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Crowdsourcing and Crowdfunding Platform Roundup: Reddit Donates and Authors Tour
© Image: Darel Parker /

Crowdsourcing and Crowdfunding Platform Roundup: Reddit Donates and Authors Tour

In our last crowdsourcing and crowdfunding platform roundup, we highlighted iAMscientist, Comics Accelerator, and MIT’s Digital Shingle project, among others. This week, we’ve compiled a few more platforms that piqued our interest.

Reddit Donate

E-payment network Dwolla yesterday announced Reddit Donate, an addition to the social news and discussion platform that allows moderators to embed a ‘donate’ button to charities of their choice within their subreddits (sections of the site, e.g. Politics, Gaming, Atheism, etc.). It also serves as a standalone platform: people unfamiliar with Reddit can also browse and donate a number of verified 501(c)(3) nonprofits on the Reddit Donate site. The Reddit Donate platform never holds onto any money; payment services Dwolla and Stripe facilitate the transaction, transmitting any donations directly into the nonprofit’s bank account.

Reddit Donate is web-based philanthropy at its most basic — as Dwolla says, there are “no gimmicks, no tricks, just buttons” — but since Reddit is one of the most popular sites on the internet, it marks a significant addition to the crowdfunding landscape.


Last week, entrepreneur Charles Polanco launched a New York-based crowdfunding site called Fquare. Centered on the American farmer, the site allows the crowd to purchase land from farmers and lease it back to them at a four to six percent interest rate. Fquare users can trade shares, each representing one square foot of land, during the course of the lease. When the lease expires, the land is either returned to the original farmer or a new owner. “It's basically trying to apply what we've seen from Kickstarter and CircleUp and SecondMarket, and bring it into a whole new area," Fquare founder Charles Polanco told Fortune. "Farmland has been a much safer investment than unknown tech startups."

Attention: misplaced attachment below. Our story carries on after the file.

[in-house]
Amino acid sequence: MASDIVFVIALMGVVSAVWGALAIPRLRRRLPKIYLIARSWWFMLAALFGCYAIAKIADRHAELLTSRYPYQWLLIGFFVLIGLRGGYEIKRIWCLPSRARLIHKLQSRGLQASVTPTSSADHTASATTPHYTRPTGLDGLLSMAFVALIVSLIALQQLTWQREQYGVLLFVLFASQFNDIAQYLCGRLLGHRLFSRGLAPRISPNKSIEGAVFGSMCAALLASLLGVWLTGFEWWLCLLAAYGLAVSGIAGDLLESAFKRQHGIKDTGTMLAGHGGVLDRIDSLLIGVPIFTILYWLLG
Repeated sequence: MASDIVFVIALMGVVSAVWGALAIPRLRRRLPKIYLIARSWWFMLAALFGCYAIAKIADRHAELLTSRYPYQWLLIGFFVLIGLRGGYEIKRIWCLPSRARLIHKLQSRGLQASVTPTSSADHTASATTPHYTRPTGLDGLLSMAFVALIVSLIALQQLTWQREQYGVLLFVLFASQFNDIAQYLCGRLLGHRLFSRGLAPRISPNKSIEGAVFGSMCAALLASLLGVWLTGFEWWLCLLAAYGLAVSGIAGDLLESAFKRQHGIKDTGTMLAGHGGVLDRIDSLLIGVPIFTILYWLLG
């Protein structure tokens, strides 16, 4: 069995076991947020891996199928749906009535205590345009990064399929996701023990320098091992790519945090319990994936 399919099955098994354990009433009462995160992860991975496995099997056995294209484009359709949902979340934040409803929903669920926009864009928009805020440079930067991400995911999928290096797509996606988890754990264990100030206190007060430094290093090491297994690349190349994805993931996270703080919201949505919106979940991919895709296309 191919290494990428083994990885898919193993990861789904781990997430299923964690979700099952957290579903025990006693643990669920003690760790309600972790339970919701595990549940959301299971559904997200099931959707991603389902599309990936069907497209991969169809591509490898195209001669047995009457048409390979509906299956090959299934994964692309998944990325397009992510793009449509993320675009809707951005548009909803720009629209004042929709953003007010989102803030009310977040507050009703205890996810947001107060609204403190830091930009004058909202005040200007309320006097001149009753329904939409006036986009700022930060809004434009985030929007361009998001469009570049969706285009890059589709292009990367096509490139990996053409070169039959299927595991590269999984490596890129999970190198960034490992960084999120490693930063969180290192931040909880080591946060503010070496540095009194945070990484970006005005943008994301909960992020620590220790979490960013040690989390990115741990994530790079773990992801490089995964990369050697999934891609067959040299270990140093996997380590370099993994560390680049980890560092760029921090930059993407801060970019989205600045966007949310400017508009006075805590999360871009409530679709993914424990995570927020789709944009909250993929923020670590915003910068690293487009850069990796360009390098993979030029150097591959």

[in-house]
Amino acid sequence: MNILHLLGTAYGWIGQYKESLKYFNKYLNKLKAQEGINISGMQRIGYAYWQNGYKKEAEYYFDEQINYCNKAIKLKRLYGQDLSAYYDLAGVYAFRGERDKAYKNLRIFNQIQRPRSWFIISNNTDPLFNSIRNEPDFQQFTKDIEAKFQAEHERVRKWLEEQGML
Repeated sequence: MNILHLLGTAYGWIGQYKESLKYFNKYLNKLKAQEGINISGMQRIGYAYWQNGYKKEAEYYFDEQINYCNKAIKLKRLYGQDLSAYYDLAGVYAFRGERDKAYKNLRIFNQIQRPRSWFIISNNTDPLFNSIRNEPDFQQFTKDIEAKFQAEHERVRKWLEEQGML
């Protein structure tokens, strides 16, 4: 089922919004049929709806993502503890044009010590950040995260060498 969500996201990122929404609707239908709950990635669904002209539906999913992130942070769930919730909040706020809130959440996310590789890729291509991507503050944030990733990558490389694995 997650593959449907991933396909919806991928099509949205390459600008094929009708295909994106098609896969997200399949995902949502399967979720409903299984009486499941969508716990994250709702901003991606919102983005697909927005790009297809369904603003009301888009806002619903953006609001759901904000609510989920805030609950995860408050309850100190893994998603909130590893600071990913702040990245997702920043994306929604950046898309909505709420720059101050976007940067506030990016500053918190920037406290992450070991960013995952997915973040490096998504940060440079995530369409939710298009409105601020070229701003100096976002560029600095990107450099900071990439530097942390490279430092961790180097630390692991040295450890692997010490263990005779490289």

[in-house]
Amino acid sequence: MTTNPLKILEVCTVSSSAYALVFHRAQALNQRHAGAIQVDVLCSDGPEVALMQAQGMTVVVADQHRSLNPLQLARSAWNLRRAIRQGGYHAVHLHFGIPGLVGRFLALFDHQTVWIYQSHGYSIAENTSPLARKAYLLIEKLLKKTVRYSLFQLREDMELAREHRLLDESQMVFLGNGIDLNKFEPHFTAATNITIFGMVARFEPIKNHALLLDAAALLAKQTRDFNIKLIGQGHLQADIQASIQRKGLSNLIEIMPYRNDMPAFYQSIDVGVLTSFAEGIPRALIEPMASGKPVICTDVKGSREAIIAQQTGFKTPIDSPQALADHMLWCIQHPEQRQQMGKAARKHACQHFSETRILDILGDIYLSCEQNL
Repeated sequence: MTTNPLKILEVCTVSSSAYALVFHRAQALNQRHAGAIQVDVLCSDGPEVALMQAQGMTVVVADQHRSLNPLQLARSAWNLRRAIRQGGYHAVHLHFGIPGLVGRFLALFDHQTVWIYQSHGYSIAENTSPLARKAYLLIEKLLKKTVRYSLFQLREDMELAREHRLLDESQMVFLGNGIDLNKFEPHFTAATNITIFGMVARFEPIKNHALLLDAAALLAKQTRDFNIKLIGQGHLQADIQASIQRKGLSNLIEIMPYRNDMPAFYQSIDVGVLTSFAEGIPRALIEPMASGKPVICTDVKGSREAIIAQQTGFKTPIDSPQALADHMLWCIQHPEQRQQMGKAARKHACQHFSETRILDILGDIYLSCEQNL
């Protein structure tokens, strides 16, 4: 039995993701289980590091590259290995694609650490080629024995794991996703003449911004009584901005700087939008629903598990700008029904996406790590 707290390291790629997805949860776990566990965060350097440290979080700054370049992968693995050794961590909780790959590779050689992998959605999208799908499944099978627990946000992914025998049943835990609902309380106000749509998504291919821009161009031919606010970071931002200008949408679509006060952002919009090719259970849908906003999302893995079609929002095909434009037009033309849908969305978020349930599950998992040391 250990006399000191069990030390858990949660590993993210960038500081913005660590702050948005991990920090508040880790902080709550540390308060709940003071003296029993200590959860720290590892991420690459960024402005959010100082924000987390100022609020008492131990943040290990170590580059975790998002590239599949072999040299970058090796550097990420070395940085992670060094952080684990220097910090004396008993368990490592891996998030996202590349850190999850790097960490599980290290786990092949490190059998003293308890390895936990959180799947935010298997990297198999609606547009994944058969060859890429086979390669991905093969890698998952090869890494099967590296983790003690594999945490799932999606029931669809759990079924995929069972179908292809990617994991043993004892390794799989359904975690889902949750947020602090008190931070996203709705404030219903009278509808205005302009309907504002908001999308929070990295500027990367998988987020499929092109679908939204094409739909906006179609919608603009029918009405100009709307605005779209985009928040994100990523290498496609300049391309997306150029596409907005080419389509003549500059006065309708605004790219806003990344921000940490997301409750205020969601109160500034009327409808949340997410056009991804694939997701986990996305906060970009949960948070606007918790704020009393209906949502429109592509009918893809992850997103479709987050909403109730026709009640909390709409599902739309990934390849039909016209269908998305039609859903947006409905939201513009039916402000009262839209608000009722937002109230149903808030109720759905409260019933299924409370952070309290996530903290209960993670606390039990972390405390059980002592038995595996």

Based in Brooklyn, Togather hopes to revitalize the book tour scene, which has become less popular in recent years. The site works by crowdfunding (what it calls “fansourcing”) book pre-orders. Once authors see that enough people in a particular region pre-order their book, they can host an event in that area with the expectation of a positive turnout. The platform also enables ticket sales and RSVPs without book purchases. Togather’s success will lie in getting enough authors to join the platform to make it an appealing destination for bibliophiles.


Currently in beta, Brickstarter is a prototype of a community crowdfunding platform. Based in Finland, the site aims to improve the collaboration between citizens and their local governments. Presently, the site simply highlights other platforms that are crowdsourcing ideas and /or funds to improve users’ communities. The goal, however, is to develop an interactive platform that will allow its users to have a positive effect on their communities — hence the slogan, “Yes in my back yard!” Look for more developments from Brickstarter as the site grows.


A crowdfunding platform for tech companies, StartupValley will allow individuals to invest in tech startups once the SEC hammers out the final crowdfunding rules and regulations. It remains to be seen what kinds of startups the platform will attract — those that genuinely want to be funded by the crowd, or ones that failed to convince traditional investors to back them.

Platform roundup by Eric Blattberg and Anton Root

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